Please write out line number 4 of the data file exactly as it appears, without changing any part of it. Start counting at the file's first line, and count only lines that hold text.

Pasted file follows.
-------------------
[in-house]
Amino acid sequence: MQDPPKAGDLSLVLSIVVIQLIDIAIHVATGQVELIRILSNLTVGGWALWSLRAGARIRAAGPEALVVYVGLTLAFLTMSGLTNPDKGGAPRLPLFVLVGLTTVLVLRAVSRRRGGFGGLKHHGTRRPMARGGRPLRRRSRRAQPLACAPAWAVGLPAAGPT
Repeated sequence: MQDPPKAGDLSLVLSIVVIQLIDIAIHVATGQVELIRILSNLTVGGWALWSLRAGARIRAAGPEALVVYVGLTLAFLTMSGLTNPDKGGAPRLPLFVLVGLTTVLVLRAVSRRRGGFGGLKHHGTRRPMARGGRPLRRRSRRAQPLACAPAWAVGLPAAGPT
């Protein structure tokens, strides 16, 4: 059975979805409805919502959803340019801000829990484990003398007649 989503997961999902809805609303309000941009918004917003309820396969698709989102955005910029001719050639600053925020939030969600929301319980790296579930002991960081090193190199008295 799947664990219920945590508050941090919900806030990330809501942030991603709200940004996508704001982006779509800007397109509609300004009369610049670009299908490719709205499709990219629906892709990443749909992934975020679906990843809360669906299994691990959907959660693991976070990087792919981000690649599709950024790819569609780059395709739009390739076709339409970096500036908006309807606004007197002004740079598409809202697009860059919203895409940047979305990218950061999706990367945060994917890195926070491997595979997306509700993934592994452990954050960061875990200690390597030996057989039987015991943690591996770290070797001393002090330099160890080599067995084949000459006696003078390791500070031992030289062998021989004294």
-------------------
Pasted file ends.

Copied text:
């Protein structure tokens, strides 16, 4: 059975979805409805919502959803340019801000829990484990003398007649 989503997961999902809805609303309000941009918004917003309820396969698709989102955005910029001719050639600053925020939030969600929301319980790296579930002991960081090193190199008295 799947664990219920945590508050941090919900806030990330809501942030991603709200940004996508704001982006779509800007397109509609300004009369610049670009299908490719709205499709990219629906892709990443749909992934975020679906990843809360669906299994691990959907959660693991976070990087792919981000690649599709950024790819569609780059395709739009390739076709339409970096500036908006309807606004007197002004740079598409809202697009860059919203895409940047979305990218950061999706990367945060994917890195926070491997595979997306509700993934592994452990954050960061875990200690390597030996057989039987015991943690591996770290070797001393002090330099160890080599067995084949000459006696003078390791500070031992030289062998021989004294």